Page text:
Auburn’s Production Agriculture Research (PAR) grant program personifies the university’s land-grant research mission by communicating directly with Alabama’s farmers and addressing their most immediate needs.
“The PAR grants program, more than any other, sets its priorities according to the needs of the farmers in the state who are affected the most by agricultural research,” said Art Appel, interim associate dean for research in the College of Agriculture and interim associate director of the Alabama Agricultural Experiment Station (AAES).
Established in 2017, the grants are administered through the AAES with USDA National Institute of Food and Agriculture Hatch funding and matching state appropriations. Many of the two-year, $50,000 PAR grants support combining research and extension projects to address current farming problems in a timely manner through applied research.
Research proposals from faculty are reviewed in an intensive process involving stakeholders and scientists. One of the organizations representing stakeholders is the Alabama Farmers Federation.
“To provide the best impact to farmers, we believe taking their needs into account is paramount,” said Brian Hardin, director of governmental and agricultural programs for the federation.
“The PAR grant program is set up to do that and we thank Auburn University’s College of Agriculture and the School of Forestry & Wildlife Sciences for recognizing the importance,” Hardin said. “Through the review process, we are able to provide the perspective of our members from working with them each day in their areas of production.”
One of the federation’s priorities, Hardin said, is to help connect Alabama farmers with researchers at Auburn University. “Through communication, scientist can better understand the challenges facing farmers and better know what questions need to be addressed,” he said.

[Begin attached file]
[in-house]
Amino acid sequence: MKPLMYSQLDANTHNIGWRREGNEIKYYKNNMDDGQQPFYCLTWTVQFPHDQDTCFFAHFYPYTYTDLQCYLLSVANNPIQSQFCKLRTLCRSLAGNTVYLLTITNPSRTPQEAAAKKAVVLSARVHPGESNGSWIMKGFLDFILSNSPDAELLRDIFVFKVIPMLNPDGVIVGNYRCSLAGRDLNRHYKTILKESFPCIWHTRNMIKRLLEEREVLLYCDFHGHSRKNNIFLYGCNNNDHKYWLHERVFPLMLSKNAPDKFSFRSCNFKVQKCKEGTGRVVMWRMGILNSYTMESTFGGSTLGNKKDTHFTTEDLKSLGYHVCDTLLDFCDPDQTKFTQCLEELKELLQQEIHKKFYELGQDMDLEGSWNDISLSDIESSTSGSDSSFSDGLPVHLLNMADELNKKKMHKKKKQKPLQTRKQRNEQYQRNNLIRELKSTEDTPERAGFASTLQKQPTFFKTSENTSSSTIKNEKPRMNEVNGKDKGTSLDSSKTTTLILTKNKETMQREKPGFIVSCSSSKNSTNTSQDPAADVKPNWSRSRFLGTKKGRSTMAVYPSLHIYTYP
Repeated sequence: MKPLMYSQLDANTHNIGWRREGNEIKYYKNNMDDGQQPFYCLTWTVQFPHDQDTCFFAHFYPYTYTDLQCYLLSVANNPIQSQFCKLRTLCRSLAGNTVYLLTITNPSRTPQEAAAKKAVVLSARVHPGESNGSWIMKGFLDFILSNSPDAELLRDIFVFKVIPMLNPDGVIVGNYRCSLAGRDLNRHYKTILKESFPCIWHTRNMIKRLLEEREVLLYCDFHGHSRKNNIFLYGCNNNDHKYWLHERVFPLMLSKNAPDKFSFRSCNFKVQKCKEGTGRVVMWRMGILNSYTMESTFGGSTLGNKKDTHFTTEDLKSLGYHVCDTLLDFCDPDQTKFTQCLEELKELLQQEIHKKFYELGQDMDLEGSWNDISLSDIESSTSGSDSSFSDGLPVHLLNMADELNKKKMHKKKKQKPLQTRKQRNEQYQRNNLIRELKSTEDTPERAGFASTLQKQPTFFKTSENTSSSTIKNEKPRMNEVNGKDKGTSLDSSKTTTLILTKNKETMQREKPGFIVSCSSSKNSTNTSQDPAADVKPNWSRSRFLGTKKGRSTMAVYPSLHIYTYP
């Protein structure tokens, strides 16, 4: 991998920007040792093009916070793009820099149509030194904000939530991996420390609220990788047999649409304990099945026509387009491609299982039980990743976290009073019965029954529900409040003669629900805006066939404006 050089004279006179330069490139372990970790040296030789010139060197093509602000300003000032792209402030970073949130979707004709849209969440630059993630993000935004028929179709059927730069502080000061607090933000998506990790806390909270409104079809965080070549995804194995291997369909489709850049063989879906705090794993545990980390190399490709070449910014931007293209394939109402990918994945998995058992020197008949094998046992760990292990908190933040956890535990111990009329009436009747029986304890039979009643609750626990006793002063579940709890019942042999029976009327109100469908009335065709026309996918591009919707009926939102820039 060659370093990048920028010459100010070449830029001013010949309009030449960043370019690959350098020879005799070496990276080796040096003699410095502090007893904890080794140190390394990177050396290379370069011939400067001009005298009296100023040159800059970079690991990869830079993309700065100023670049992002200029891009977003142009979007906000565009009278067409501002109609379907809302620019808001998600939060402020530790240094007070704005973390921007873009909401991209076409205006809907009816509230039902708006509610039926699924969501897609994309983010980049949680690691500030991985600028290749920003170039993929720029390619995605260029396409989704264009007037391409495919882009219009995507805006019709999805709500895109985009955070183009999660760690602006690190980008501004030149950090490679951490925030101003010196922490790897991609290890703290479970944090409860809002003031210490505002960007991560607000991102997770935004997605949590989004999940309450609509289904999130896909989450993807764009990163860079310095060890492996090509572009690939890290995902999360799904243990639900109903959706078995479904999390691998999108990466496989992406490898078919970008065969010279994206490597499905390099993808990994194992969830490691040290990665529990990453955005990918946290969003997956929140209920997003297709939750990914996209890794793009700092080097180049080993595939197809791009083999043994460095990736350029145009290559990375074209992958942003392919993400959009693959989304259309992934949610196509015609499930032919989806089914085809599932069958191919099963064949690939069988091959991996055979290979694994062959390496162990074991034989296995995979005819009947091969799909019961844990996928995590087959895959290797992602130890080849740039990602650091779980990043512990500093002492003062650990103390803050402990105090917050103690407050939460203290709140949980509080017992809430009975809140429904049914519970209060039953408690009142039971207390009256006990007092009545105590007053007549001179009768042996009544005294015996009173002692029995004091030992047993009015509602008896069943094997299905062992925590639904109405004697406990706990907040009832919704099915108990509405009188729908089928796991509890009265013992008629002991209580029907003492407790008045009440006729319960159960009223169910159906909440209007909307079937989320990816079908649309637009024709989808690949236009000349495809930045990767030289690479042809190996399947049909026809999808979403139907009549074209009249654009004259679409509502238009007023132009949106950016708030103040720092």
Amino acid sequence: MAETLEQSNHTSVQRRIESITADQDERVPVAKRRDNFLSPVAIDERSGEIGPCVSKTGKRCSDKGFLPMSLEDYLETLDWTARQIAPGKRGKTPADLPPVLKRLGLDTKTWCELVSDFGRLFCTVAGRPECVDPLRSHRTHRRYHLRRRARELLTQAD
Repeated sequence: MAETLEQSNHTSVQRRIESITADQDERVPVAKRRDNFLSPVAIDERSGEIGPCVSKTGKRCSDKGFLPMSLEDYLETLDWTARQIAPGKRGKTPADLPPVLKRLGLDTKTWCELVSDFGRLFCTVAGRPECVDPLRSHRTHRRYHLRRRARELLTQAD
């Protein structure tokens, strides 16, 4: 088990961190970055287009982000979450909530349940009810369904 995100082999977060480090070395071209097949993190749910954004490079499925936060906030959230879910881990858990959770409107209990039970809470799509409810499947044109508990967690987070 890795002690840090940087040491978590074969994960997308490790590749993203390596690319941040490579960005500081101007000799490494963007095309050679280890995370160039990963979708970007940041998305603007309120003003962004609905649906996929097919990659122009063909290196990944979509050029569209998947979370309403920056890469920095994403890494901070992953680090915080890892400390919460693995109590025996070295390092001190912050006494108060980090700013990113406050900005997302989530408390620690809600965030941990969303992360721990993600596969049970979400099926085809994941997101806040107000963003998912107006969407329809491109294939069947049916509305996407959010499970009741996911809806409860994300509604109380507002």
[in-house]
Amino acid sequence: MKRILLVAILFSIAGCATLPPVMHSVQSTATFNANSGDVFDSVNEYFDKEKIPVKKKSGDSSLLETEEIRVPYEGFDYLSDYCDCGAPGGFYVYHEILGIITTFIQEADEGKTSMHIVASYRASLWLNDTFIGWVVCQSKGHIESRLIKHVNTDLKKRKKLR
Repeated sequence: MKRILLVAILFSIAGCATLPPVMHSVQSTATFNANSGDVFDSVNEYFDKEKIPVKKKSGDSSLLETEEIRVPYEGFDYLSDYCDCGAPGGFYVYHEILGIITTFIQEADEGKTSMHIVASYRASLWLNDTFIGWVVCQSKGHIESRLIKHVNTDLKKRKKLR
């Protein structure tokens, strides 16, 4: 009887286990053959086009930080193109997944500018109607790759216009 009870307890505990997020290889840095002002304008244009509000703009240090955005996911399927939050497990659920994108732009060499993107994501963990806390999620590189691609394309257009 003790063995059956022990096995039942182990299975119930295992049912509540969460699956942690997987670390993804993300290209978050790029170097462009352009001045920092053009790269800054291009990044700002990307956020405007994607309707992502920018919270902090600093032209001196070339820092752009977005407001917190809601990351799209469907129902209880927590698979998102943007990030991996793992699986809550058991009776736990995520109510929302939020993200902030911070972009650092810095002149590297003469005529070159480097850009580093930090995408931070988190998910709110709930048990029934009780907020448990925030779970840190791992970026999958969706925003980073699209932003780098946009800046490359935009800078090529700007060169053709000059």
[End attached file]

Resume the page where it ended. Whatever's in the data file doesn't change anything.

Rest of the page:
Making the cut
For 2021, 10 PAR proposals were received and six were selected for funding.
One of the research projects, led by Zhaofei Fan, associate professor in the School of Forestry & Wildlife Sciences, aims to preserve the vanishing longleaf pine forest ecosystems.
Longleaf pine forest ecosystems once covered nearly two-thirds of the Southeastern U.S. forestland. Excessive utilization and land conversion, long-term fire suppression, and regeneration failures reduced longleaf acreage to less than 3% of its original extent before concerns were raised about the loss.
Nearly two-thirds of all species that are recognized as declining, threatened or endangered are associated with longleaf pine ecosystems, Fan said. This forest ecosystem is deemed so important to the region that all federal land-holding agencies and state forestry commissions in the range of longleaf currently have initiated different kinds of restoration programs.
“Despite established programs and restoration efforts that extend beyond public land to private properties, longleaf ecosystem acreage still is declining due to mismanagements largely caused by inadequate knowledge of longleaf pine regeneration ecology,” Fan said.
“We propose an integrated, multiscale approach to study the mechanisms and associated factors affecting longleaf regeneration and evaluate the effectiveness of designed treatments on varying site and stand conditions.”
Specifically, the proposed work will address two fundamental needs in longleaf pine regeneration and conservation: 1) development of a modern regeneration model that accounts for fire treatments and local environmental variations to quantify the great uncertainty of regeneration; and 2) evaluating the long-term effects of prescribed fire and management activities to develop suitable management alternatives to maximize regeneration success rate.